And reporters were surprised to read this broadside: “Weekly newspapers — will print a press release verbatim.” (That one didn’t go over real well with some of the folks who cover Radanovich.)
Uribe stressed to HOH that the whole matter had been misunderstood. He said he put together the package for a speech he delivered to conservative students interested in breaking into the business. He thought it would be a good resource for new press secretaries on the Hill.
As to why he took a potshot at leadership, however, Uribe gave several answers over the course of a few days. He finally settled on saying that he “meant” to say flacks can’t trust the leadership “to get press for your boss” — so you have to work hard on your own.
In reference to the overall brouhaha, Uribe acknowledged, “I hope to stay more low-key in the future.”
But then he broke an unwritten rule for press secretaries in trying to stop HOH from running an item: He sent HOH a bottle of 1994 Zinfandel from Radanovich Vineyard. (The Congressman is a vintner.)
The bottle came with a note on House stationery, signed by Uribe, saying, “Please don’t run the story!”
The closed bottle of wine was returned to Radanovich’s office later that day. HOH published the item, along with a photo of the wine and the note.
After the item was published, Uribe was fired.
When Interns Attack. Any discussion about gossip in 2003 has to start with one Paul Kelly Tripplehorn Jr., whose infamous “You Suck” e-mail to a colleague was first reported by HOH and ricocheted around the Internet.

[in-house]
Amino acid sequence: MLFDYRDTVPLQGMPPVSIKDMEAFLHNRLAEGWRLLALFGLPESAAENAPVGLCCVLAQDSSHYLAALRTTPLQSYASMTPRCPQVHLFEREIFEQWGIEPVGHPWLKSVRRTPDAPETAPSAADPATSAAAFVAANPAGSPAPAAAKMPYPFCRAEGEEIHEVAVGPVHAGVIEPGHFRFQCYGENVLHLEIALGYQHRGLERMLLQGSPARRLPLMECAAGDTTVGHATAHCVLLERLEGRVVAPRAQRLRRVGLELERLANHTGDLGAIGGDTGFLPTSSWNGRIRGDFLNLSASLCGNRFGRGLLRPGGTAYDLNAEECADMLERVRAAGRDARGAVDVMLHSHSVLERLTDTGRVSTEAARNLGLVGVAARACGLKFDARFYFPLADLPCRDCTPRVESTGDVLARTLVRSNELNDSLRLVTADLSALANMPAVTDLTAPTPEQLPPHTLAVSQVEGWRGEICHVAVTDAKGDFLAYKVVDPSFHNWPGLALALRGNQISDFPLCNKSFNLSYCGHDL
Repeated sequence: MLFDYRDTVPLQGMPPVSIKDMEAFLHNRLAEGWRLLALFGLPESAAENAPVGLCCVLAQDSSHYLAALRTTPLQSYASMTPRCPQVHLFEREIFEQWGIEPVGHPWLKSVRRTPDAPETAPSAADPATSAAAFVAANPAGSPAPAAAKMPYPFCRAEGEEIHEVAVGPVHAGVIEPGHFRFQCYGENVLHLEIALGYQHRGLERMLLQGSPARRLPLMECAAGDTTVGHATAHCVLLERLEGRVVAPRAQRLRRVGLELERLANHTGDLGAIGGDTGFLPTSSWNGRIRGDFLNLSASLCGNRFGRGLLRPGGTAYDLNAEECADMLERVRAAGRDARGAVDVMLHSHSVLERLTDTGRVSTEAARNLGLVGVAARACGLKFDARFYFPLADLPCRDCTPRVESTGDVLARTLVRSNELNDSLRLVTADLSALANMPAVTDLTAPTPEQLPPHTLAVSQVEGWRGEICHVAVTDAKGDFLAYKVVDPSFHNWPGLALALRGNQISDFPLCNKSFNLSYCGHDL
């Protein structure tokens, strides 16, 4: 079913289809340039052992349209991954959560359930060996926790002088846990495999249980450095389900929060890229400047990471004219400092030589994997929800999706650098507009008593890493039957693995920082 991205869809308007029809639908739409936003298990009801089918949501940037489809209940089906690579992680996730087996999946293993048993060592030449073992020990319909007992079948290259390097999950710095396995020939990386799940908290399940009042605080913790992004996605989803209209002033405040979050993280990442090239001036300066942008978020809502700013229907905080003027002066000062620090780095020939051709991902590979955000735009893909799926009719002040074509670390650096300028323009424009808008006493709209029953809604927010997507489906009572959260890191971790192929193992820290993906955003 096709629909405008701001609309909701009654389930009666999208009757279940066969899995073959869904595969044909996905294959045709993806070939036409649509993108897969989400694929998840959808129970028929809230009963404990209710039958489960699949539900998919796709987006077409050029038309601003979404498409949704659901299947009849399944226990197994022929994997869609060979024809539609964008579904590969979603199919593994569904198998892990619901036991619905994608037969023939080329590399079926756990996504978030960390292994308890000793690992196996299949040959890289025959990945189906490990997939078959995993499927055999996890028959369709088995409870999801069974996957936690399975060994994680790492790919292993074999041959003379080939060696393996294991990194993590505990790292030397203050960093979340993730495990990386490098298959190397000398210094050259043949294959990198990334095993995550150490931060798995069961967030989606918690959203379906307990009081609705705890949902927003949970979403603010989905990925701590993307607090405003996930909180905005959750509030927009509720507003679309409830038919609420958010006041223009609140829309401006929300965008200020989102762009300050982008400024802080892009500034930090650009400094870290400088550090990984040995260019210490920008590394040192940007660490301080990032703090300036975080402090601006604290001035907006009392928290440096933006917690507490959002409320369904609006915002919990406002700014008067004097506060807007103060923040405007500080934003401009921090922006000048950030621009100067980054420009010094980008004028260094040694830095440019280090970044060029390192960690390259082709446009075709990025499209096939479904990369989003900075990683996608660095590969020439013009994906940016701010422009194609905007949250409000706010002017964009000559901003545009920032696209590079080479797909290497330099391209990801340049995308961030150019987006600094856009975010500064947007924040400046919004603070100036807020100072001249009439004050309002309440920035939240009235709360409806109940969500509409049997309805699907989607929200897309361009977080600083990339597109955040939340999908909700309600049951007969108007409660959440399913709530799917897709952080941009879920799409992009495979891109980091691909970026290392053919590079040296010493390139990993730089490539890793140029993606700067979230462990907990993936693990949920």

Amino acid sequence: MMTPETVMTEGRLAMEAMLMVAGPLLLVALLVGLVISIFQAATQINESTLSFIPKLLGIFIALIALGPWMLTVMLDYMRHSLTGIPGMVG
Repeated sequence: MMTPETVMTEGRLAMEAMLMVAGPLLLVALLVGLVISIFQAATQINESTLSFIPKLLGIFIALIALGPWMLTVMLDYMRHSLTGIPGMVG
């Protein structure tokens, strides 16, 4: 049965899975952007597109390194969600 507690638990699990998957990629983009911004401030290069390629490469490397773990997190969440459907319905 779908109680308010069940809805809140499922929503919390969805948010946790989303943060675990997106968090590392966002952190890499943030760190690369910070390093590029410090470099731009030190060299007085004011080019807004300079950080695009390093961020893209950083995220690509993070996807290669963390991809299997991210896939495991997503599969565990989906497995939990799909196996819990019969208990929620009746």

Young Tripplehorn was pushed out of his internship in the office of Sen. Kay Bailey Hutchison (R-Texas) after penning a nasty e-mail to a female intern about their failed romance. The missive, which was forwarded thousands of times around the Hill during the summer lull, revealed how ugly things can get when preppy love flames out.
“I will always have more friends than you just because I don’t care about beating people and lying to get to the top,” Tripplehorn wrote in the long missive. “(You are an absolute hipocrit [sic] in everything that you do, I am not going to go into details why you are because that would be a waste of my time and yours but I can assure you if you were to ever meet yourself you would hate your twin).”
Proving once again that chivalry is dead and buried, he added to the young lady, “good luck being miserable for the rest of your life.”